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This past week in New York, winter really dug her talons under our skin. I responded the only way I know how: with long underwear, double socks, and a balaclava plus fleece-lined Andean hat. By Friday afternoon, fearing flash hypothermia, I ran all the way home from the subway.

Cold weather this extreme required serious and decisive action.

I needed a food that carried some heft; ideally, a history of persecution. Unfortunately (and I realize these may inflame some), the vast majority of Ashkenazi food is Ashke-nasty. I suspect that, along with the promise of better economic opportunities and religious freedom, my grandparents immigrated to America in search of tastier cuisine. But matzah ball soup –“the gateway drug to Jewish food”–shines as a glorious exception, warming and comforting like Bubbe’s hugs.

My mother would make a pot of the stuff every Friday night between October and May. She used the packaged mix and bouillon, dressing it up with a quick vegetable broth of sliced onions, carrots, celery, and garlic. Much later, I learned that most Jewish grandmas add tons of chicken in the form of stock and schmaltz. But our version was always vegetarian, and that’s still what I usually make. If you want that chicken-y flavor, by all means lay on the schmaltz.


On your matzah, get set…

For the mirepoix-ish broth, gather some vegetables. (I used seven of these pretty rainbow carrots, seven ribs of celery, two small onions, and six cloves of garlic.) Wash, peel, and slice. Keep the scraps in a container in your freezer until you make stock, or until you move out. (Note: if you decide to move to a new apartment before you use the scraps to make stock, do NOT pack and bring them with you. Just throw them away and start a new scrap container. Repeat cycle until priced out of Brooklyn.)


Prep School

Throw all your vegetables into the biggest pot you have. My biggest pot happened to have been occupied with the last couple of quarts of homemade yogurt. So many blessings! Dump that junk into something else and make room for your vegetables and a little bit of oil. Heat and stir everything in the pot for a few minutes until the garlic and onions are just fragrant, then cover generously with water or stock and bring to a boil.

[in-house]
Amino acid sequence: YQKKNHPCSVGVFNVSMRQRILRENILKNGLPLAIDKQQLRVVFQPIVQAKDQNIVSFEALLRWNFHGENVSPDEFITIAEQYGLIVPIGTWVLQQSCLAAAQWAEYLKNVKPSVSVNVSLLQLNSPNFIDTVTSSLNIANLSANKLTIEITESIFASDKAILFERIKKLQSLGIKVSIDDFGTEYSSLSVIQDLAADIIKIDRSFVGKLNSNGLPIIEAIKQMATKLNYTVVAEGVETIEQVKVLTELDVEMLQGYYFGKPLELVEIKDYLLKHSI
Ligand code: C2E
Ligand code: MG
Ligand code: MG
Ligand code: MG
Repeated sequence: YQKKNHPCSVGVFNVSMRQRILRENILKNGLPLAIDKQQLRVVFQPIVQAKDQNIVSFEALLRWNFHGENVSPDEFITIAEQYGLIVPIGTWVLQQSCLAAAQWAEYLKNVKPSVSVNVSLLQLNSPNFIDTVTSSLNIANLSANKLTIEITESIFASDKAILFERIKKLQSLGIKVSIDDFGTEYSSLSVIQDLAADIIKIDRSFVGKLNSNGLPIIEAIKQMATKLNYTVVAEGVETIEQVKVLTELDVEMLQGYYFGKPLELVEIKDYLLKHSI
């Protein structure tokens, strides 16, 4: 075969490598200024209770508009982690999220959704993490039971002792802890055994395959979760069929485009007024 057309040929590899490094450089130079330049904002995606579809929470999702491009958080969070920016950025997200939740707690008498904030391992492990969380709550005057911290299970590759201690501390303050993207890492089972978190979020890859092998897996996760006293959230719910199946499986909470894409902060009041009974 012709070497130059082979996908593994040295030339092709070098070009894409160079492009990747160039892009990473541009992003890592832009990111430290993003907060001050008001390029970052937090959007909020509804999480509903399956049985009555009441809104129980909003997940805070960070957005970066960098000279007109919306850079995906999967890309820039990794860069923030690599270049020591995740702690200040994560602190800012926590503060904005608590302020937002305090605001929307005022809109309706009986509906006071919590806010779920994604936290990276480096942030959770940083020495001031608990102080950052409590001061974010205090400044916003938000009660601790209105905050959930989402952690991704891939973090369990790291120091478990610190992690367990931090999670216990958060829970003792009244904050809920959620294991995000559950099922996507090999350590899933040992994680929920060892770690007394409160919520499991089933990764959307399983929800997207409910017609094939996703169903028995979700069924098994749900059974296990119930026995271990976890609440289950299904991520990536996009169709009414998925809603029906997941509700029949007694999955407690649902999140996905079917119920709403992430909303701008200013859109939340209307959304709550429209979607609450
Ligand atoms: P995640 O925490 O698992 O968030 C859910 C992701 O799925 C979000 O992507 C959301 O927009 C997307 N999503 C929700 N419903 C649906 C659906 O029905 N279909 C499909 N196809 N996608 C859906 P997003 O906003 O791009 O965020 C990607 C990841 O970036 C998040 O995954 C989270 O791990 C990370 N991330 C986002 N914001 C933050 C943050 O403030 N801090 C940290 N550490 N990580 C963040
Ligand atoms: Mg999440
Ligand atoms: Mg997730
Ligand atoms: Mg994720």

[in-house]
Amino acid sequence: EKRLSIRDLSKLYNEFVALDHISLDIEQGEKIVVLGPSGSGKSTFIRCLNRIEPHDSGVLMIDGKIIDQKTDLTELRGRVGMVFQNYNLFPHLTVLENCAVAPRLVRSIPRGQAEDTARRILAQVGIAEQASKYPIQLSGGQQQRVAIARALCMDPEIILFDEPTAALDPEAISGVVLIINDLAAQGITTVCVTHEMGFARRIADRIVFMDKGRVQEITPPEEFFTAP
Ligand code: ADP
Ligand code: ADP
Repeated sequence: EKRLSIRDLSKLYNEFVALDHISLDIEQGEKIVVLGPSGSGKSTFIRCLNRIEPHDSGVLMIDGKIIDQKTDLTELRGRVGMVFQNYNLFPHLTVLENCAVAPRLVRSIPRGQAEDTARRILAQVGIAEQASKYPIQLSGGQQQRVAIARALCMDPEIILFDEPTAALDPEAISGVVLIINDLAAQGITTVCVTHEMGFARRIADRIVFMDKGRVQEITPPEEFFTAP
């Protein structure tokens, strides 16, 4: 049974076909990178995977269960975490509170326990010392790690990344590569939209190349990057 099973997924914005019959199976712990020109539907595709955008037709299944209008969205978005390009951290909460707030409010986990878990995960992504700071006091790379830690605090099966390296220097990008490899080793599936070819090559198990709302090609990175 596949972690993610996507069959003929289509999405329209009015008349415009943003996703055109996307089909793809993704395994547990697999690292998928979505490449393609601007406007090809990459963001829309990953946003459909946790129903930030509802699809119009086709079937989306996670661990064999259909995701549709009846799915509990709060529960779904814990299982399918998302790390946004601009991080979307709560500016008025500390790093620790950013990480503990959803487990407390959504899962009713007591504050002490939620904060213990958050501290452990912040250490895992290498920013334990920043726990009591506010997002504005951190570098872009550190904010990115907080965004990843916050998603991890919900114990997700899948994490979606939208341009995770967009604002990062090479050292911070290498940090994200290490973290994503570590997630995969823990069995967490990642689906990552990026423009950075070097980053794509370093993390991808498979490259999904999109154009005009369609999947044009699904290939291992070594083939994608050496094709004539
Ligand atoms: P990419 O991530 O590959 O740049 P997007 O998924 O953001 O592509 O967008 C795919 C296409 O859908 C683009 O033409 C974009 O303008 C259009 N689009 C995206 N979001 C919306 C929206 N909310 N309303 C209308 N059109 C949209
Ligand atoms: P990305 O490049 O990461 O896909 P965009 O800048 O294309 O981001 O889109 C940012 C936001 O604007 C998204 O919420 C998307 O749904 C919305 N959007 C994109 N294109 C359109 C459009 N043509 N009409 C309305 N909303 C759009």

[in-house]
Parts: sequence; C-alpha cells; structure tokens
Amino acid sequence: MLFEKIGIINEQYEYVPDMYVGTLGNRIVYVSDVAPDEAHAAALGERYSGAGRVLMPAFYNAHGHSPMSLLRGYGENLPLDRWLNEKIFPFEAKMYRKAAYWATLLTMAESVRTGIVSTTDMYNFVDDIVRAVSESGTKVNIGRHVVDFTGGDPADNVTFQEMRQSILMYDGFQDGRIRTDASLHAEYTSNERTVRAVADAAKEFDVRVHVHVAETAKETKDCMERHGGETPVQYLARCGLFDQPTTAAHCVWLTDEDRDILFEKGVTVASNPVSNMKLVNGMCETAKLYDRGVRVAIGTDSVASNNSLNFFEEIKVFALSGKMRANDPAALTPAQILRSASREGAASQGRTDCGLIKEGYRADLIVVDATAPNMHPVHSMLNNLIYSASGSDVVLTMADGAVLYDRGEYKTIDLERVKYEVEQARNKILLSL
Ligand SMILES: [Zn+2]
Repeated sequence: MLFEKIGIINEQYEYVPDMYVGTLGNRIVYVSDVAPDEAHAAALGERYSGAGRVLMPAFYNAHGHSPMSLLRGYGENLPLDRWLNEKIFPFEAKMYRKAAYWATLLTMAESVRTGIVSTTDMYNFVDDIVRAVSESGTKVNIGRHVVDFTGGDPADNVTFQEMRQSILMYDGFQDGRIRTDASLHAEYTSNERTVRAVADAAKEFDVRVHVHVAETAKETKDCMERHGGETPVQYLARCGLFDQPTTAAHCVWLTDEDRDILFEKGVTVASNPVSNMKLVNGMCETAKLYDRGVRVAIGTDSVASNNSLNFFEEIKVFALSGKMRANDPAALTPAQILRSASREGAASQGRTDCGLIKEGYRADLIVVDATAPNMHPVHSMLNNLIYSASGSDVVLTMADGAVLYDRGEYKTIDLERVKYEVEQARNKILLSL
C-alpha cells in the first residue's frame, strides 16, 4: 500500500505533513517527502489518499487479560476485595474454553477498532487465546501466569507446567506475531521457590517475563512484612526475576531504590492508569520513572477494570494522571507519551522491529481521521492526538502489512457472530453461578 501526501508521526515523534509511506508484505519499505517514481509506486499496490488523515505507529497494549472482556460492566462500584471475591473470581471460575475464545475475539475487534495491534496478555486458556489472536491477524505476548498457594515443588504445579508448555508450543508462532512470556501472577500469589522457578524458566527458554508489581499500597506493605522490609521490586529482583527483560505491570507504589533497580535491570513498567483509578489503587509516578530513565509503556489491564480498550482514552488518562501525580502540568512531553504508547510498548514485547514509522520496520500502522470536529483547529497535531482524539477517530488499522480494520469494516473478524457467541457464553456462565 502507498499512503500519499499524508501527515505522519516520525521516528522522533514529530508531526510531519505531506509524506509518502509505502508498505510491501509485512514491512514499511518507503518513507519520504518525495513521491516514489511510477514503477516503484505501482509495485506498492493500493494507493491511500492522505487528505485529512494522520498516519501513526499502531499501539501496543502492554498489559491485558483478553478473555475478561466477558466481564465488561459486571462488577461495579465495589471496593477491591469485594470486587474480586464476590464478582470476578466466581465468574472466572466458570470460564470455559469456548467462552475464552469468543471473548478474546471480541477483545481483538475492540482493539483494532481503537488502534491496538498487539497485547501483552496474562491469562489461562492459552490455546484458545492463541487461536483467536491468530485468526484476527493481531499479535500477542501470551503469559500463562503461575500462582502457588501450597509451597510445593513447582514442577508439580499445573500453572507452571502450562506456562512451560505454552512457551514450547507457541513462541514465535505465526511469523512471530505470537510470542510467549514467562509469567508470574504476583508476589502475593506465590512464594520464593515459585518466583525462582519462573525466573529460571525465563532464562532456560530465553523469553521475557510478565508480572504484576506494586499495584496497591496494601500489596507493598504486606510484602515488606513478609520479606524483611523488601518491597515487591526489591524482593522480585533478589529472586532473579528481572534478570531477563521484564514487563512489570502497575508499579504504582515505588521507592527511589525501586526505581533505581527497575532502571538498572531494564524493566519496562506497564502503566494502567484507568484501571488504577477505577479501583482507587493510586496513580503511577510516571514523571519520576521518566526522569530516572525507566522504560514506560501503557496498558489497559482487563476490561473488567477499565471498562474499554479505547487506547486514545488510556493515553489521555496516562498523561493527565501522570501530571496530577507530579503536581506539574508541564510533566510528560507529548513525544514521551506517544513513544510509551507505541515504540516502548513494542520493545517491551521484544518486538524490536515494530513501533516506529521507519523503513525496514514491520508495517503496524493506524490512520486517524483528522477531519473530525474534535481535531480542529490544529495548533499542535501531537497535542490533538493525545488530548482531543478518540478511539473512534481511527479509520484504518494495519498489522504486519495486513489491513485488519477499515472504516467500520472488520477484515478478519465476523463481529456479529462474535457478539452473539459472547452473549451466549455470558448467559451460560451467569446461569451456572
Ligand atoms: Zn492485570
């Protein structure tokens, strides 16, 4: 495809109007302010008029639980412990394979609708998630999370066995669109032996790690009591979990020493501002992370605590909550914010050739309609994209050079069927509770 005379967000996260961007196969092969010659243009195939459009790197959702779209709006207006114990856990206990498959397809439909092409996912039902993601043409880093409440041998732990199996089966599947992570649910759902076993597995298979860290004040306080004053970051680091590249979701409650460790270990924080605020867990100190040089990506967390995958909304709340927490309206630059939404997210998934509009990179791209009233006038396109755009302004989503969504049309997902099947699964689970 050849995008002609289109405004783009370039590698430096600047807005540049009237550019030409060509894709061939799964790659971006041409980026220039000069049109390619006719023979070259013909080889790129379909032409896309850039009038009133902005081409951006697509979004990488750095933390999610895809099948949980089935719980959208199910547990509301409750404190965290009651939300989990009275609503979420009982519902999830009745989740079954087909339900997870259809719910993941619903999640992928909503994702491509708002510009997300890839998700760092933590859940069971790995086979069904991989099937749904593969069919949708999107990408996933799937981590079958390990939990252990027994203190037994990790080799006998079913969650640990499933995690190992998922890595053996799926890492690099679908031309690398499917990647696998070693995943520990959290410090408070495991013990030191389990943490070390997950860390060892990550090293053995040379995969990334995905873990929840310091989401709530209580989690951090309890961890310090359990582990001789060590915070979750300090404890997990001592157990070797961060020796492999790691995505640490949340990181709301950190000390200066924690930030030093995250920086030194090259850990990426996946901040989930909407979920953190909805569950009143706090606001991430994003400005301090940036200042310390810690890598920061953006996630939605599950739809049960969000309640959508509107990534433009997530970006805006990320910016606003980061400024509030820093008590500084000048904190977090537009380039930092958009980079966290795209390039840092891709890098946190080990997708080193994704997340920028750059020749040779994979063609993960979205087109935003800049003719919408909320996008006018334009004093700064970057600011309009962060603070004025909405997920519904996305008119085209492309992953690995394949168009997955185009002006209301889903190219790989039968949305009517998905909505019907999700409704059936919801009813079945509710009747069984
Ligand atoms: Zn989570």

Let’s talk balls. Meir is already giggling, so we’ll replace that word with the one our ancestors and a recent spelling bee champ used: knaidel. Knaidelach (the plural of knaidel) share a category with soufflés and Thanksgiving turkeys — foods that reveal themselves as successes or failures in a highly anticipated “moment of truth.” Growing up, I would perform the weekly ritual of checking the knaidel in my bowl: was it floating or sinking, plump, fluffy and tender, or, heaven forbid, dense and rubbery inside? This last would be a grave shonda.


Batter up!

For basic knaidelach, crib the recipe off the Manischewitz matzah meal carton. (I threw in a little finely minced garlic and dill for flava.) Don’t overwork the batter; the trick to avoiding the dreaded cannon ball knaidel is all in a light touch. Mix the ingredients until they are just barely combined, then let everything chill in the fridge for at least 20 minutes. By this time, your soup should be coming to a boil and you’re ready to shape the balls. My grandmother would scoop and drop the knaidelach into the soup without futzing too much, resulting in a very fluffy (albeit irregular) knaidel. As with most all Jewish topics, opinions on proper knaidel techniques vary. The omission of chicken schmaltz alone should provoke a lengthy Talmudic discussion, but I’m a firm believer in reinventing tradition (especially if you’re a vegetarian).

Once all the vegetables and knaidelach are in the pot, cover and heat on a low boil until the vegetables are tender and the knaidelach are cooked through, 30-40 minutes.

Finish with salt and white pepper to taste, and a handful of freshly chopped parsley.


This soup is approved by the FDA to treat and cure all winter maladies, physical and emotional.

While cooking, I listened to: Chilly Icelandic sounds courtesy of KEXP Seattle’s Live Performances Podcast (Árstíðir‘s singy, stringy indie-folk and ADHD, an Everything Bagel of progressive jazz, blissful grooves, and out-there jams), followed up with a wee nip of Sleater-Kinney.